However, aluminium weldments may be brought back up to the T6 condition by post weld heat treatment. This typically takes the form of solution treatment followed by artificial ageing.

It can be seen that the advantages accrued from the use of aluminium as a material for rocket motor construction make research into the heat treatment problem worthwhile.

The table below is taken from a Welding Research Supplement by the UK Welding Institute from 1983. The subject of the research was the effect of post weld heat treatment on 6082 T6 and 5083 plates and sheets. The plates were cut and then welded back together, with test pieces being taken from across the weld plane. A typical test piece is shown below the results table. The 6082 T6 sheet was TIG welded with 4043 and 5556A rod to investigate the effects of the different fillers. 

And the test piece dimensions:-

The table shows that in the as welded condition (AW), the 6082 plate joined with 4043 filler showed markedly lower 0.2% proof stress and tensile strength. After artificial ageing (AA) the figures are improved, but still significantly lower than the T6 condition. Both these welds failed in the heat affected zone (HAZ) and show limited elongation. 

By contrast, the 0.2% proof stress and tensile strength of the solution treated and artificially aged (ST & AA) sample shows values much closer to the un-welded T6 condition. The elongation has also improved, and the test piece failed in the base metal (BM).

The table portion below comes from the UK Aluminium Federation's publication "Strength of Aluminium Alloys". This shows the temperatures in degrees celsius, hold times in hours and quenching medium required for solution treatment and artificial ageing of both 6082 and 6063 alloys.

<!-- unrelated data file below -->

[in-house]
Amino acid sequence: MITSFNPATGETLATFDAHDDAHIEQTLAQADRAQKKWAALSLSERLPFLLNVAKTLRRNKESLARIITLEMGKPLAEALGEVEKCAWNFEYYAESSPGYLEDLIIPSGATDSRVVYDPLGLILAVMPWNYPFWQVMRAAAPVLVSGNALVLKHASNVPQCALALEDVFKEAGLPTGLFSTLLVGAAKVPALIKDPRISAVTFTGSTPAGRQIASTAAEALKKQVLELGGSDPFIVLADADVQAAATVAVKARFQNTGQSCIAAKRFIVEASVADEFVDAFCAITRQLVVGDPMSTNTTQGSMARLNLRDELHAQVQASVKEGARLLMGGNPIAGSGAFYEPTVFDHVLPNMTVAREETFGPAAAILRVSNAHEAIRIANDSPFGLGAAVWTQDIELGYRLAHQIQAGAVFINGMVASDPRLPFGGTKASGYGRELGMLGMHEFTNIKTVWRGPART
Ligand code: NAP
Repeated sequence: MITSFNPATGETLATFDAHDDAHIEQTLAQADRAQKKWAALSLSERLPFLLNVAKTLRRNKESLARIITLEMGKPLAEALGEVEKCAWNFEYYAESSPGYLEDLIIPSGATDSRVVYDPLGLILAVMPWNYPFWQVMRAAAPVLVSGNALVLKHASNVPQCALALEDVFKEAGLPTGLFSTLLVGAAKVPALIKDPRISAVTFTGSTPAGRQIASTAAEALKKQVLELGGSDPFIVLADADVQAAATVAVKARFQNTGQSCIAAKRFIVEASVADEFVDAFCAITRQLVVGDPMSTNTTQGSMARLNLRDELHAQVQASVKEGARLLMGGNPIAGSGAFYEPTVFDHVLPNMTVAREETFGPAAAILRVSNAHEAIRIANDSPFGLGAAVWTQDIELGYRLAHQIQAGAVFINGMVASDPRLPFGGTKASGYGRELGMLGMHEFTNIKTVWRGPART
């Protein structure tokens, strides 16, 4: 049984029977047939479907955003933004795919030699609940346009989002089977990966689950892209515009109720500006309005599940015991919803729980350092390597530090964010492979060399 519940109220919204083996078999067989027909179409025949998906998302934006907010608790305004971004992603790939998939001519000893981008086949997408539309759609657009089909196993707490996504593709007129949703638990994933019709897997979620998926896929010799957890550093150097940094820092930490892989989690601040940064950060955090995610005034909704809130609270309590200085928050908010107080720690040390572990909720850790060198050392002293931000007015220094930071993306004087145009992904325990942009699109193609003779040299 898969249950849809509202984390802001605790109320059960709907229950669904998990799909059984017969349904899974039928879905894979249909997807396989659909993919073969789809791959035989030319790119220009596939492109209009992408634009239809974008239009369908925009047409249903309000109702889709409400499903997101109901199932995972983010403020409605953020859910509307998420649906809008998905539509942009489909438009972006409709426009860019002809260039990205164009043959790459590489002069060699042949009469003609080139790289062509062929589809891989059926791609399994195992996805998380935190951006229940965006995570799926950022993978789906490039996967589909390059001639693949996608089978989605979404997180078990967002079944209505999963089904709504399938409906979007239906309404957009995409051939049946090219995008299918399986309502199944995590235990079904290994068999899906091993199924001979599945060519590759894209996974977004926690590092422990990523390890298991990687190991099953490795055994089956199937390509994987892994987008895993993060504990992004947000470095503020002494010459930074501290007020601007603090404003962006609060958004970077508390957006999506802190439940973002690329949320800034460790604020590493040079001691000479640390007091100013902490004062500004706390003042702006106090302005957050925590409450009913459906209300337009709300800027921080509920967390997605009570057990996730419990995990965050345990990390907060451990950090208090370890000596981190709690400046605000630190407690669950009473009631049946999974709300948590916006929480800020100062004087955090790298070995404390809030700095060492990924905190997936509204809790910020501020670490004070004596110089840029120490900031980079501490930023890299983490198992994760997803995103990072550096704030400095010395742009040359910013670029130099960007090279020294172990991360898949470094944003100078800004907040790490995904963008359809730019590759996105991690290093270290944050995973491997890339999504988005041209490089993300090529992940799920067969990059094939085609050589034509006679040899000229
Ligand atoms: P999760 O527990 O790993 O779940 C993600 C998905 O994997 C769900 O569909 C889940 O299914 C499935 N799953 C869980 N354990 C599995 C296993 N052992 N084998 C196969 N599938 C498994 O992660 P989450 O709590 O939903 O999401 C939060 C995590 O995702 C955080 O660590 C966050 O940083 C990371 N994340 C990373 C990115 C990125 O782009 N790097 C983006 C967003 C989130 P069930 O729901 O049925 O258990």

So for a tube bundle motor weldment composed of 6063 and 6082 materials, 7 hours at 525 - 530 degrees celsius followed by a water quench and then 12 hours at 170 - 180 degrees celsius would be called for. 

Commercially available heat treatment ovens are prohibitively expensive. That said, a pottery kiln is capable of achieving the required temperatures. I have managed to get hold of a second hand kiln from ebay. The unit is able to reach a maximum temperature of 1200 degrees celsius. A thermocouple within the heated space enables closed loop control of the temperature. The internal volume is 300mm^3. Here is a photograph of the kiln:-

I intend to produce a number of test specimens similar to the one shown above. These will be in 6082 T6 plate. The test specimens will be of three types, welded with no heat treatment, welded and heat treated in the kiln, and finally a solid section of plate with no weld as a control.

In order to subject these pieces to a tensile force I have designed and am in the process of constructing a rudimentary tensile testing rig. The next three photographs show the rig so far:-

The rig is composed of 50mm x 50mm x 4mm steel box section. The test piece fits through the two opposing slots and is secured by pins through the cross drilled holes. The M12 high tensile threaded rods pass through the rectangular frame and terminate at a piece of box section. An enerpac ram will bear against this box section. The ram provides the force to pull the test pieces apart.